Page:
A new study published in Nature Energy takes a look at the role of social cognitive theory when it comes to children influencing their parents to engage in energy-saving actions. Washington Post staffer Chelsea Harvey reports on this study which involved 30 California Girl Scout troops with one group promoting residential energy-saving behaviors and another promoting sustainable behaviors related to food and transportation.

The study aimed at study the effects of interventions on these two groups and the residential energy group saw more success:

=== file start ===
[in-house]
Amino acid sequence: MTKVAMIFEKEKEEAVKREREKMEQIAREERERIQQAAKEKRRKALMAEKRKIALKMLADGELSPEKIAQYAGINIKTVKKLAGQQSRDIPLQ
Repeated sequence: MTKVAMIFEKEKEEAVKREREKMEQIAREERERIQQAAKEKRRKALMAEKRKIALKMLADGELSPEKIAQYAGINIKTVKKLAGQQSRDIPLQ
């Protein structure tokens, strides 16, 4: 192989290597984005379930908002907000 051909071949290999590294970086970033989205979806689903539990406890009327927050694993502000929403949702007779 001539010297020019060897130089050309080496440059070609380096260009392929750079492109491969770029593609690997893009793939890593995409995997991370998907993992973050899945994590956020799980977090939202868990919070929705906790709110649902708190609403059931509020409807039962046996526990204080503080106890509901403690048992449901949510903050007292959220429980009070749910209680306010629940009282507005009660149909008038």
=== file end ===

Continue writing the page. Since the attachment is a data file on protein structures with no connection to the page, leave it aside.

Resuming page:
The results suggested that interventions related to residential energy use were successful in both the Girl Scouts and their parents, and the effects were long-lasting. In their post-test surveys, Girl Scouts reported that their residential energy-saving behaviors were nearly 50 percent higher than they were to begin with — and at follow-up, their behaviors were still 27 percent higher.

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